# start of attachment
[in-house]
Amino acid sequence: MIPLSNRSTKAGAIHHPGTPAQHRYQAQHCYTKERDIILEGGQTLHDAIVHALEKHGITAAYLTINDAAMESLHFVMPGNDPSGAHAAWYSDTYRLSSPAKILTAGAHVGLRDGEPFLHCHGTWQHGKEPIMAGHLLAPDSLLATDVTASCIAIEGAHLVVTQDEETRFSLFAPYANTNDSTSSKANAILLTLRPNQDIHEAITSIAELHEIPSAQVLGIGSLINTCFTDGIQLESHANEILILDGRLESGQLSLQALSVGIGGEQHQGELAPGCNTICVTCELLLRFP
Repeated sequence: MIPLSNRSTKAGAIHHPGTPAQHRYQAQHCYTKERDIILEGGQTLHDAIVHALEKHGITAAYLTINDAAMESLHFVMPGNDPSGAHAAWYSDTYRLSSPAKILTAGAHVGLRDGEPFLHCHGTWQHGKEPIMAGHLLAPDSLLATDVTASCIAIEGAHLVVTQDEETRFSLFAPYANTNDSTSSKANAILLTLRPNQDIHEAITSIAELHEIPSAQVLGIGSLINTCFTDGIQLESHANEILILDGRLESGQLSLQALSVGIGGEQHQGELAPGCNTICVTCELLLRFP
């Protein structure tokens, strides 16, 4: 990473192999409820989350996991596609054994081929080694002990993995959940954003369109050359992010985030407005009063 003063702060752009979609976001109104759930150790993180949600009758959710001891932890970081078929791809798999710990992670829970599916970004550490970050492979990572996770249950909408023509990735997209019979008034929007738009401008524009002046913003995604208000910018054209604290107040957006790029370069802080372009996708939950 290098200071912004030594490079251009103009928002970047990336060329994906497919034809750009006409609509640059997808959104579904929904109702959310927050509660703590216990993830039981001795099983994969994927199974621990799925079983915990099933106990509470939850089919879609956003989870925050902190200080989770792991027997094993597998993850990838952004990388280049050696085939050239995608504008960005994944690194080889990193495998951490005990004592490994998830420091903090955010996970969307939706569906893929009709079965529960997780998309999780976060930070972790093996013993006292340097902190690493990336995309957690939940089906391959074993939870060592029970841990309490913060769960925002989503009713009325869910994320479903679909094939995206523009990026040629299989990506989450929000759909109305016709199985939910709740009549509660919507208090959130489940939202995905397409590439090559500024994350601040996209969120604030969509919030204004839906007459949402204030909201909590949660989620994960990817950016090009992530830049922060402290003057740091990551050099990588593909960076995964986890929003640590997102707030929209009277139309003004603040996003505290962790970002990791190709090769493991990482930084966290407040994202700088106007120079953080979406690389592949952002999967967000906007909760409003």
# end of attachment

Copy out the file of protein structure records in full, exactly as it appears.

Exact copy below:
[in-house]
Amino acid sequence: MIPLSNRSTKAGAIHHPGTPAQHRYQAQHCYTKERDIILEGGQTLHDAIVHALEKHGITAAYLTINDAAMESLHFVMPGNDPSGAHAAWYSDTYRLSSPAKILTAGAHVGLRDGEPFLHCHGTWQHGKEPIMAGHLLAPDSLLATDVTASCIAIEGAHLVVTQDEETRFSLFAPYANTNDSTSSKANAILLTLRPNQDIHEAITSIAELHEIPSAQVLGIGSLINTCFTDGIQLESHANEILILDGRLESGQLSLQALSVGIGGEQHQGELAPGCNTICVTCELLLRFP
Repeated sequence: MIPLSNRSTKAGAIHHPGTPAQHRYQAQHCYTKERDIILEGGQTLHDAIVHALEKHGITAAYLTINDAAMESLHFVMPGNDPSGAHAAWYSDTYRLSSPAKILTAGAHVGLRDGEPFLHCHGTWQHGKEPIMAGHLLAPDSLLATDVTASCIAIEGAHLVVTQDEETRFSLFAPYANTNDSTSSKANAILLTLRPNQDIHEAITSIAELHEIPSAQVLGIGSLINTCFTDGIQLESHANEILILDGRLESGQLSLQALSVGIGGEQHQGELAPGCNTICVTCELLLRFP
């Protein structure tokens, strides 16, 4: 990473192999409820989350996991596609054994081929080694002990993995959940954003369109050359992010985030407005009063 003063702060752009979609976001109104759930150790993180949600009758959710001891932890970081078929791809798999710990992670829970599916970004550490970050492979990572996770249950909408023509990735997209019979008034929007738009401008524009002046913003995604208000910018054209604290107040957006790029370069802080372009996708939950 290098200071912004030594490079251009103009928002970047990336060329994906497919034809750009006409609509640059997808959104579904929904109702959310927050509660703590216990993830039981001795099983994969994927199974621990799925079983915990099933106990509470939850089919879609956003989870925050902190200080989770792991027997094993597998993850990838952004990388280049050696085939050239995608504008960005994944690194080889990193495998951490005990004592490994998830420091903090955010996970969307939706569906893929009709079965529960997780998309999780976060930070972790093996013993006292340097902190690493990336995309957690939940089906391959074993939870060592029970841990309490913060769960925002989503009713009325869910994320479903679909094939995206523009990026040629299989990506989450929000759909109305016709199985939910709740009549509660919507208090959130489940939202995905397409590439090559500024994350601040996209969120604030969509919030204004839906007459949402204030909201909590949660989620994960990817950016090009992530830049922060402290003057740091990551050099990588593909960076995964986890929003640590997102707030929209009277139309003004603040996003505290962790970002990791190709090769493991990482930084966290407040994202700088106007120079953080979406690389592949952002999967967000906007909760409003």